Borna Coric is almost certain to be in the top 50 in the matter of a week or two, as the next great Croatian tennis player has had his breakthrough season in 2015. The 18 year old isn’t as physically imposing as some of the other young guns, but he’s a solid mover, and a clean ball striker who has some of the best return skills on tour, that are only improving as he matures. Coric, like the three names I touched on before him, does tend to favor hard courts and fast surfaces, but he’s no stranger to clay as he has a quarterfinal, and a semifinal on the surface this year at the ATP level (Estoril, and Nice), with strong play in Nice, he also comes into the French on a good run of form.
The other thing that helps Borna’s chances is he already has two wins against the big four, one against Rafa Nadal in Basel last Fall, and the other against Andy Murray in Dubai this year. Though both those times, his opponents struggled mightily, he still had the mettle, and the game to see the match through and grab huge wins for his career. Coric will be making his French Open debut, though he has best of 5 set experience at the US Open lat year, and also in Davis Cup play, where he is now a regular on the Croatian Davis Cup team.
Coric will open against a beatable Sam Querrey, and he has a great shot at reaching the third round, since the seed in his section, Tommy Robredo has not been healthy as of late. A likely third round match with Grigor Dimitrov looms large, though it could also be Sock in that spot, and that will be the big test as to whether he reach the second week or not.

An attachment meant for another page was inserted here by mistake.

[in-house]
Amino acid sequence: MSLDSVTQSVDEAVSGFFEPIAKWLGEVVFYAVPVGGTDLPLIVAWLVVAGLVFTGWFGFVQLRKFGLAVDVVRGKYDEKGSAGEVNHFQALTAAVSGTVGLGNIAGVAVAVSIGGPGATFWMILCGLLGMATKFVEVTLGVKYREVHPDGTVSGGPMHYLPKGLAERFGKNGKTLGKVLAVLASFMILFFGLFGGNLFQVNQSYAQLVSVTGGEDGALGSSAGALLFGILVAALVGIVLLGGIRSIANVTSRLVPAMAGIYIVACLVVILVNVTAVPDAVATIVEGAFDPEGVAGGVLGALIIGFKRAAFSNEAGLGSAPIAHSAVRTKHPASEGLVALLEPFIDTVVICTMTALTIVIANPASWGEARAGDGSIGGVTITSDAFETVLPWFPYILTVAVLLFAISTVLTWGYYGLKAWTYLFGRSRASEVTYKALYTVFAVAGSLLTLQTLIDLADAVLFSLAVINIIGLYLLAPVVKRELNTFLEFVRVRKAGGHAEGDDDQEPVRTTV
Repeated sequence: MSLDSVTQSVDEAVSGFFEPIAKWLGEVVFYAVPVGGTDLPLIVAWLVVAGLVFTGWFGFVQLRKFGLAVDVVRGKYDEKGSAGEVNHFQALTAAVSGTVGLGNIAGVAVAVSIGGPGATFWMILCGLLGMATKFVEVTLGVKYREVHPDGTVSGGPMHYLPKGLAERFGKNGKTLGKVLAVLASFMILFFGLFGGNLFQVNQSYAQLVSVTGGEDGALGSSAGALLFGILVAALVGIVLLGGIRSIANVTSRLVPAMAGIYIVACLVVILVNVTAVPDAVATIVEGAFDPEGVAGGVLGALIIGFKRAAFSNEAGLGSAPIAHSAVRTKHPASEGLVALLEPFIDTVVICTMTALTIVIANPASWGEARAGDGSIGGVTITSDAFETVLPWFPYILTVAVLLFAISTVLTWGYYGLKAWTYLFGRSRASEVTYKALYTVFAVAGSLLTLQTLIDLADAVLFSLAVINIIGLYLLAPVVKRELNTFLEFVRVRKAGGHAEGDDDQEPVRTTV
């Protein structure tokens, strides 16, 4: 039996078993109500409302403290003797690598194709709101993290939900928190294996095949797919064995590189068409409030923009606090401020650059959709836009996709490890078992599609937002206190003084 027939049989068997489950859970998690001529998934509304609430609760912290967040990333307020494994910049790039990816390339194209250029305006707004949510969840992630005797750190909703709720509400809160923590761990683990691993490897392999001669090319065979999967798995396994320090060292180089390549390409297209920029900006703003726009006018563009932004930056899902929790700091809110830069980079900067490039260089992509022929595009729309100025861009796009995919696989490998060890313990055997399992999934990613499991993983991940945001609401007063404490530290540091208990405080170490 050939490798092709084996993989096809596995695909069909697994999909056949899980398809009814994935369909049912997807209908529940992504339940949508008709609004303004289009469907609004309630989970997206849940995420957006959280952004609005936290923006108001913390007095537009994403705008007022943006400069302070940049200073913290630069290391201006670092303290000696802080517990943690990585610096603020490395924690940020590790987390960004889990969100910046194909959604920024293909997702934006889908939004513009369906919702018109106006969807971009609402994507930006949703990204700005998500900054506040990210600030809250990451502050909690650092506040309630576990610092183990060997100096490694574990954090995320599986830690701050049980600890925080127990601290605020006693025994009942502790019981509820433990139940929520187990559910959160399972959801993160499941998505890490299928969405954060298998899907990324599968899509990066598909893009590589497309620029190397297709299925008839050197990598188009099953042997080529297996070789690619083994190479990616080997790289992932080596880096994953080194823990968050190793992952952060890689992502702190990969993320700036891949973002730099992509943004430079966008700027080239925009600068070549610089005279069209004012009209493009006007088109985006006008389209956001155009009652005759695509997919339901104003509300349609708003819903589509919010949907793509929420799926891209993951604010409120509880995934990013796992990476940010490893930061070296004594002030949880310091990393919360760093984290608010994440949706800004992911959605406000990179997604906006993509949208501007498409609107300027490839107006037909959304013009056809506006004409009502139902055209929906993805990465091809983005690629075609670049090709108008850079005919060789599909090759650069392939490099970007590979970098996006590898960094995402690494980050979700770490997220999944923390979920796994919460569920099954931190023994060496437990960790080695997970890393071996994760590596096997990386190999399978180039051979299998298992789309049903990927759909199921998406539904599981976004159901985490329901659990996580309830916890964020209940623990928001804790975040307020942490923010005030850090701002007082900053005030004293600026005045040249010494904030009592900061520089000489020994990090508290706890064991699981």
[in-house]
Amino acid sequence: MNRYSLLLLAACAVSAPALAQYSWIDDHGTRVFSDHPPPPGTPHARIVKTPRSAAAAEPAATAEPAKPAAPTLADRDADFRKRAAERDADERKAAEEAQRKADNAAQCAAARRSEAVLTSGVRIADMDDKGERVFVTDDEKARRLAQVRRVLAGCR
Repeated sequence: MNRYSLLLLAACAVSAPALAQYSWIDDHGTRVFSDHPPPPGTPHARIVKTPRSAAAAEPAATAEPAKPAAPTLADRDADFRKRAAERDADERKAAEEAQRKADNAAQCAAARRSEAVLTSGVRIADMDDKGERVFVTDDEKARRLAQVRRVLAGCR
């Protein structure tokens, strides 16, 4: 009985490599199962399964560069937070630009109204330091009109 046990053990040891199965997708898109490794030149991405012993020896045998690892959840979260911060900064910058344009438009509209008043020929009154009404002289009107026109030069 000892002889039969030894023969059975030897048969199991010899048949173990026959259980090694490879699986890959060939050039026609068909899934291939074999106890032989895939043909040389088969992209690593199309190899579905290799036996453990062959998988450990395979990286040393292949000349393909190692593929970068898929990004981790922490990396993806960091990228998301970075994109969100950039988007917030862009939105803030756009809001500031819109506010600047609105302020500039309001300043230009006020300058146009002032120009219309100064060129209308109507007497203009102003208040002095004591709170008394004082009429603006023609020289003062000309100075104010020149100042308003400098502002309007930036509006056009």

Vesely is quite an enigma on the ATP tour right now, the 21 year old lefty Czech has won an ATP title this year, his first, in Auckland, and reached a final on clay in Bucharest, but in between, he’s struggled mightily and lost to players, that a player of his caliber shouldn’t be losing to (he did reach the semis in Casablanca though). Vesely is competitive on both clay and hard courts on a good day, and he packs a punch with his tennis, but a notorious lack of consistency has prevented him from getting the same amount of headlines and attention as his counterparts, though for quite some time he was the highest ranked teenager in the ATP rankings. He does have a somewhat favorable draw here, as his first opponent, Nice finalist Leonardo Mayer, should be fatigued from that tournament, and both Jerzy Janowicz, and 9 seed Marin Cilic are beatable in rounds 2 and 3. Vesely did lose routinely to Cilic in Madrid, but Marin has been inconsistent so that result could flip, and thus Vesely could actually be the young gun that reaches the second week.